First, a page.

It’s official: New York State calls off exams due to coronavirus closures

This year’s New York State standardized tests have been canceled, state officials announced Friday. 

The cancellation came shortly after President Donald Trump announced the federal government would grant states’ requests to forgo this year’s standardized exams amid coronavirus-related closures. State tests are required annually under federal law.

“It is most important that during the time of closure, schools are able to continue to focus their efforts toward local school and community needs, as they have been doing, and not be concerned about State assessments,” Board of Regents Chancellor Betty Rosa and Interim Commissioner Shannon Tahoe said in a joint statement. 

The state education department applied for waivers from testing, school accountability measures, and reporting requirements, they said. 

The move did not come as a surprise. Schools across the state are closed until at least April 1, with New York City schools closed until at least April 20. Reading exams were scheduled to start March 25, and math tests were to start on April 21. 

Pressure has been mounting on both the state and the federal government to cancel standardized testing this year. Earlier this week, the state education department halted the delivery of state reading tests to schools. 

Across the state, officials use growth and proficiency on state tests as a significant metric for identifying struggling schools. About a third of New York City high schools screen students, looking at various admissions criteria including state test scores. The same is true for about a quarter of the city’s middle schools.

Scrapping this year’s state tests means that there will not be two consecutive years of comparable tests until at least 2022. State officials are planning to overhaul the tests next year to align with the “Next Generation Learning Standards,” making year-over-year comparisons tricky, and complicating efforts to measure student and school performance.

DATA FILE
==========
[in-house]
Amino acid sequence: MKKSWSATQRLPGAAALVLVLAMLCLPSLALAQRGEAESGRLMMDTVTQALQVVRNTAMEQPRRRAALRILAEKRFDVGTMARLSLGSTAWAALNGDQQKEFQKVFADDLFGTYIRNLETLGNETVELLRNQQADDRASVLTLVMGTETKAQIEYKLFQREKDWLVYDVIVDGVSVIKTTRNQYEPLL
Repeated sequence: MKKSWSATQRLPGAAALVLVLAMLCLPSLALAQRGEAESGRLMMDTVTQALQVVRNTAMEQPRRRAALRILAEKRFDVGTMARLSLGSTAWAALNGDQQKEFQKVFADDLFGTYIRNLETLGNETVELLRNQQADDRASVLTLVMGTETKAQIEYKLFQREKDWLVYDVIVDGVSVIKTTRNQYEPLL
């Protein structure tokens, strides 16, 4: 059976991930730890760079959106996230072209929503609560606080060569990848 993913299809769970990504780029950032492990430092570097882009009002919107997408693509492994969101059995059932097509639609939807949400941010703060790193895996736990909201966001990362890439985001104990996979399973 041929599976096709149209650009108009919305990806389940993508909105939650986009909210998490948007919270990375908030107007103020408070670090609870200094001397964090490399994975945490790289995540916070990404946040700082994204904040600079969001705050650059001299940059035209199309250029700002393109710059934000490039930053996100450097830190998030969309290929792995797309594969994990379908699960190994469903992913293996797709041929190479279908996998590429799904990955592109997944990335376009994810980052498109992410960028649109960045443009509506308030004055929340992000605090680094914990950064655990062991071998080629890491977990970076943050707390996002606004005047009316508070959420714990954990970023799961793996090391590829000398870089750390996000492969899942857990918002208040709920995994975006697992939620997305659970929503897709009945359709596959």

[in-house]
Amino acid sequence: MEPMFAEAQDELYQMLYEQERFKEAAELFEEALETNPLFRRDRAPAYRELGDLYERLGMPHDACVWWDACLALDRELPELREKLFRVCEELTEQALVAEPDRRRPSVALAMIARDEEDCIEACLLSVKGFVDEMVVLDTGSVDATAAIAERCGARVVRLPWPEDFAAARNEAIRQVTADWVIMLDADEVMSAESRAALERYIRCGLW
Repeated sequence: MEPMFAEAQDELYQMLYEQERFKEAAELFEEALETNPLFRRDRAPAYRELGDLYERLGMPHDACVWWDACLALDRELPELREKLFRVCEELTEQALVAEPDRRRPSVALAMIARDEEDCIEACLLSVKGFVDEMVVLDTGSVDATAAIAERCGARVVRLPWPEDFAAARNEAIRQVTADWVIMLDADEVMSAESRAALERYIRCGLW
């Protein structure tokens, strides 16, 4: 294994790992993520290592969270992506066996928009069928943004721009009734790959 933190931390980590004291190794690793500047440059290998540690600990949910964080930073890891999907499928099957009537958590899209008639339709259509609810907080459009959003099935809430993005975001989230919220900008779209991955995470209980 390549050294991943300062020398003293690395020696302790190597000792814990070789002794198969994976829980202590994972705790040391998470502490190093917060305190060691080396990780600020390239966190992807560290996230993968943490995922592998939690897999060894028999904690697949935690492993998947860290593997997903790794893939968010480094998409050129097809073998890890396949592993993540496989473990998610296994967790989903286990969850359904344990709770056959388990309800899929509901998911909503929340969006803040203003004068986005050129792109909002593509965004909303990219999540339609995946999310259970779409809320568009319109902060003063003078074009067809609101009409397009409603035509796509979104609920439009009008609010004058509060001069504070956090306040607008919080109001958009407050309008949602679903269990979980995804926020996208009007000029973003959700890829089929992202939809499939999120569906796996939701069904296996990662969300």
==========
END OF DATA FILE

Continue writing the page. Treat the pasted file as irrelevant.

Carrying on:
A lack of apples-to-apples scores over time has been a recurring issue in New York’s state testing regime. Since 2013, the tests have shifted at least three times. In 2013, scores plummeted after the tests were aligned to Common Core standards. In 2016, students were given unlimited time to take their exams. And in 2018, the number of testing days changed from three to two. 

Each of those changes made the year-over-year results unreliable. At the same time, a large share of students statewide opted out of the tests entirely, further muddying the results. 

Ian Rosenblum, executive director for Education Trust-New York, said it was clear that the tests “are not viable” for this school year, but it will be important for districts to know how school closures will affect students.

“It will be critical for districts, teachers, and families to have other accurate information about how the loss of instructional time due to the pandemic may impact students so they can tailor resources and supports to help all students catch up on missed material,” Rosenblum said in a statement. “This also reinforces the importance of maximizing instructional continuity and other support for student well-being during the time schools are closed.”

Still, many educators and observers said canceling the exams was the right call.

“This decision rightly allows the school community to put our focus where it should be: On staying safe and healthy, rather than on preparing for tests at a time of significant disruption,” New York State United Teachers President Andy Pallotta said in a statement.

The state is also canceling fourth- and eighth-grade science tests, as well as the New York State English as a Second Language Achievement test, which tests the proficiency of students who are learning English. The New York State Alternate Assessment, administered to students with “severe cognitive disabilities” has also been canceled.

On Friday, state officials said they have not yet made any decisions about Regents exams, which are required to graduate high school in New York State.